“We’re selling $100 million of our deposits and loans in their market, plus a $4.1 million premium,” Cerny told the Business Times. “That’s the first leg in plan — we subtract $100 million in assets, and add $4.1 million in capital.”
The second leg, Cerny said, is going to investors to raise more capital.
“We are in a number of discussions and are far along with those discussions,” Cerny said. “We are and have been working hard and think we have a viable plan there to put our capital in a position that would materially exceed these ratios.”
Cerny said the order was not a surprise but that “timelines just didn’t mesh” for the banks and regulators, even though deals were in the works.
“It just happens that it takes us time to negotiate a definitive agreement [to sell Harrington Bank],” Cerny said. “They [the regulators] would like the capital sooner. They keep you on a tight leash. They want to show they’re taking action.”
Though there are no hard numbers because federal regulators have come down on many banks behind closed doors, there’s no question that there’s a policy in place to thin the ranks.
Cerny, of Harrington West, estimates that one in five West Coast banks are under some kind of federal orders, though some aren’t public.
“When you have 20 percent of our industry under cease and desist orders, you can’t say it’s just everyone mismanaging,” Cerny said. “Its systemic.”
Raggio puts the figure higher – at perhaps three out of four California banks. But what economists don’t understand is why the federal government thinks culling small banks while bailing out big ones will solve a system financial crisis spurred in part by too much risk accumulating in too few hands.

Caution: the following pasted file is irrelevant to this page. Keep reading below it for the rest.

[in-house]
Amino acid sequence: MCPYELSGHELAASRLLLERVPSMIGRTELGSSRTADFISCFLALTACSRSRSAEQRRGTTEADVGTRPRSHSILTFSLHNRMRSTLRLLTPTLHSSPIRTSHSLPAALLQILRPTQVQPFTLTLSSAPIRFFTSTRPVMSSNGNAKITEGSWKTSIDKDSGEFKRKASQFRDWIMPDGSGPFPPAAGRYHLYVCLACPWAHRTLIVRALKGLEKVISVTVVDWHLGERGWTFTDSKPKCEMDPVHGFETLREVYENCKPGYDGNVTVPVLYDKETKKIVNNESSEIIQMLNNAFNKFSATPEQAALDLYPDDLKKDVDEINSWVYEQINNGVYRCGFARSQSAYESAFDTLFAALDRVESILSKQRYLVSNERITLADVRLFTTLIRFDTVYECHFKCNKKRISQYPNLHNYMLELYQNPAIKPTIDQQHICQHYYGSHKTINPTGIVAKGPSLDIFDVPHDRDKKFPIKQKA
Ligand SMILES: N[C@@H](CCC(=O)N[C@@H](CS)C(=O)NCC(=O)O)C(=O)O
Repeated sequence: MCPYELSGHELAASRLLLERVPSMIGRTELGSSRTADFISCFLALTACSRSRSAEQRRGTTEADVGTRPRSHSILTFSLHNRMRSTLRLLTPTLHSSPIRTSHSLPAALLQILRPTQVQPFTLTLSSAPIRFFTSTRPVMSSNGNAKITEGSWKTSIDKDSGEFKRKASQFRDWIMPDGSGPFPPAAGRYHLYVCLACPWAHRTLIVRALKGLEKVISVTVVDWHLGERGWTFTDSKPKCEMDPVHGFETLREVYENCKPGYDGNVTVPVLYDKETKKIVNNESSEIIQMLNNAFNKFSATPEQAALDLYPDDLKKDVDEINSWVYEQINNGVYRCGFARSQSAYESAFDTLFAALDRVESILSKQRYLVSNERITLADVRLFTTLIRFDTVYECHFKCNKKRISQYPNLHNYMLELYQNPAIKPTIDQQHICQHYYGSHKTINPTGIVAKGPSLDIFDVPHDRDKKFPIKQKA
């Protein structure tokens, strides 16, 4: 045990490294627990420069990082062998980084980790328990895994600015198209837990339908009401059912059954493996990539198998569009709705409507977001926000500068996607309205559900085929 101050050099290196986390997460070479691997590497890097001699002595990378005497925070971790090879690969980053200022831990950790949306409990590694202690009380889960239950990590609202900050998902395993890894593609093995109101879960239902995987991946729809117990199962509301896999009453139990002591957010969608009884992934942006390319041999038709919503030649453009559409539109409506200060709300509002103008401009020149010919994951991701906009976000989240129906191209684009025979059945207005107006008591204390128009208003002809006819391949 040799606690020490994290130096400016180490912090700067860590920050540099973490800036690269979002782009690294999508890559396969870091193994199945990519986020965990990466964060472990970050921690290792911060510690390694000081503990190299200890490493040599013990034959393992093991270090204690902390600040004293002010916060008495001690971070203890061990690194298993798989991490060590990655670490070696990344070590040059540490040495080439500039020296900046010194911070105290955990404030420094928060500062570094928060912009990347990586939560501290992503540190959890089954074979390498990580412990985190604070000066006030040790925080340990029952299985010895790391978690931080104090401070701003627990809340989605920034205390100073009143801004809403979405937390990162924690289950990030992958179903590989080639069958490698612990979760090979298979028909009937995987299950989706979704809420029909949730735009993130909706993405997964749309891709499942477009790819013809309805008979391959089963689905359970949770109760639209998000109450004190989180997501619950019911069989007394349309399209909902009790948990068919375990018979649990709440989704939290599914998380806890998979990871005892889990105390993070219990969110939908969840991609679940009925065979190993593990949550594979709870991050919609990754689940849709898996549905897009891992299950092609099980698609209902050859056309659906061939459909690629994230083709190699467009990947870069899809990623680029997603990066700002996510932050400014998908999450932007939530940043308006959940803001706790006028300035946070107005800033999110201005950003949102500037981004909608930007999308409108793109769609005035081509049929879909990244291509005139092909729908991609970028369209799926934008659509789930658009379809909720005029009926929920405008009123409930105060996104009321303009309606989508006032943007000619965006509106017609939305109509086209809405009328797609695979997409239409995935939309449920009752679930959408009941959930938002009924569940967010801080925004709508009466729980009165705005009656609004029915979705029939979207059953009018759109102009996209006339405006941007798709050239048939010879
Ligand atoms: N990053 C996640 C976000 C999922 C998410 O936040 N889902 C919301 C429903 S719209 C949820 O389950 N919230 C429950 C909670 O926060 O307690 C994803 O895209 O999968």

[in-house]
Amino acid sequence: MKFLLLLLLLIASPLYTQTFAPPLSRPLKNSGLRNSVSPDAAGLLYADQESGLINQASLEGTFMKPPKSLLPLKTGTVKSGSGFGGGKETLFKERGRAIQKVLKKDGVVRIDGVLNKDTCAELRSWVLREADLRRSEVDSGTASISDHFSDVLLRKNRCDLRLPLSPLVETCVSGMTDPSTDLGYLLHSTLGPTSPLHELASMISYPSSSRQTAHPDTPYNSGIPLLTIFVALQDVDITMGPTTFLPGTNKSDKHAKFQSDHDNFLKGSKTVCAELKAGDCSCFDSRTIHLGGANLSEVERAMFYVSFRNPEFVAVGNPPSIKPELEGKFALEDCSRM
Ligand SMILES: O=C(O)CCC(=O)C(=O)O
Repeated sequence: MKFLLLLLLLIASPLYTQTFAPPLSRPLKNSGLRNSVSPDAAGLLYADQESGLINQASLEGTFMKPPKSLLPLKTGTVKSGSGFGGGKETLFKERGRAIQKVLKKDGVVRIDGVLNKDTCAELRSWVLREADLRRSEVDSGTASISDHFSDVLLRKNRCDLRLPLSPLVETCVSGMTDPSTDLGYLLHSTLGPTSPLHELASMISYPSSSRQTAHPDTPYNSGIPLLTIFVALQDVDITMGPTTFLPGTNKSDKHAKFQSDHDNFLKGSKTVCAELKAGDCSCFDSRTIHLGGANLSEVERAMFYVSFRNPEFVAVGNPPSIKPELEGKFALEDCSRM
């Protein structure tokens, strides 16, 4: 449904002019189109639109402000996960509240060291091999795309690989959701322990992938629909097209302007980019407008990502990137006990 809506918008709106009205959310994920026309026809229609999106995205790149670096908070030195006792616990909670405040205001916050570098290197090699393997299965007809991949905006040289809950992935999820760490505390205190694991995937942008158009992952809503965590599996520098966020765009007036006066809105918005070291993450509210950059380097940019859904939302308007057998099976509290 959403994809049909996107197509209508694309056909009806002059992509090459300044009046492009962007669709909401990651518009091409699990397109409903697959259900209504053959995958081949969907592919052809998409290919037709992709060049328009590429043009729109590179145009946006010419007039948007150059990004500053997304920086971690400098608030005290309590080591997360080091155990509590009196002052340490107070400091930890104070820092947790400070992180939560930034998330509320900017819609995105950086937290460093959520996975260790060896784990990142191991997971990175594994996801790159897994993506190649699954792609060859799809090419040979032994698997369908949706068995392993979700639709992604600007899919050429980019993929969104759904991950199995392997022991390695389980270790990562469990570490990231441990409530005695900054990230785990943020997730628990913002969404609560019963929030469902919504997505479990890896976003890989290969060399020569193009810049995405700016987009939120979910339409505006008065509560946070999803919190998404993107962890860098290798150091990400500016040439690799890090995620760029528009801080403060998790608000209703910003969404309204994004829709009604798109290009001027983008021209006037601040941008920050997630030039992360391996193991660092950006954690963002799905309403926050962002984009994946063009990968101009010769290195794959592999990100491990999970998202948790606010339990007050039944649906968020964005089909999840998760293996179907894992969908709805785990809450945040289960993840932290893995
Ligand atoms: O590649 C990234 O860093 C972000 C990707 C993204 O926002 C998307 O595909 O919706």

“It makes no sense to me,” said Bill Watkins, an economic researcher with California Lutheran University in Thousand Oaks and a former banking economist. “I think the regulators would just prefer to have a smaller number of banks to regulate because it makes it easier for them. It’s reducing some diversification.”
Moreover, Watkins said, tight capital requirements might help keep individual banks alive, but they translate into a systemic hoarding of cash that makes credit hard to come by.
“It’s really important that we get these banks cleaned up and lending as soon as possible,” Watkins said. “If we don’t, we may technically end the recession, but it’s not going to be a good economy anytime soon. We’re not going to create jobs at a satisfactory rate.”
Finally, some better news
Troubled as the tri-county banking sector may be, Montecito Bank & Trust and Community West Bank turned in profits at the end of the third quarter.
Montecito Bank & Trust turned in a profit of $7.7 million for the first nine months of this year, compared with $5.2 million for the same period last year. Deposits and loans at the $818-million-asset firm also grew, the bank said in a statement.
“We are extremely pleased with our performance, especially given the continuing stress in the economic environment,” Janet Garufis, president and chief executive officer of Montecito Bank & Trust, said in a release. “We continue to benefit from our disciplined management practices and our long-term strategic approach to growth and profitability.”
Though $674-million-asset Community West Bank is at a $5.8 million loss since the beginning of the year, it has been profitable since the second quarter. The bank eked out a $69,000 profit in the third quarter despite recording a $2.6 million loan loss provision.
Lynda Nahra, president and chief executive officer of the bank, attributed the small profit to controlling costs and keeping an eye on details without losing sight of the larger landscape.
“We’re looking around to see what we don’t need to spend money on. It’s back to basics,” Nahra said. “With that said, we don’t want to over-control the expense side because we know we’re going to emerge from this as one of the remaining players, and we want to be positioned for the growth that will come out on the other end.”
[Editor’s note: As originally posted, this article suggested that Community West Bank swung from a loss to profit in the third quarter. The bank has been profitable since the second quarter.]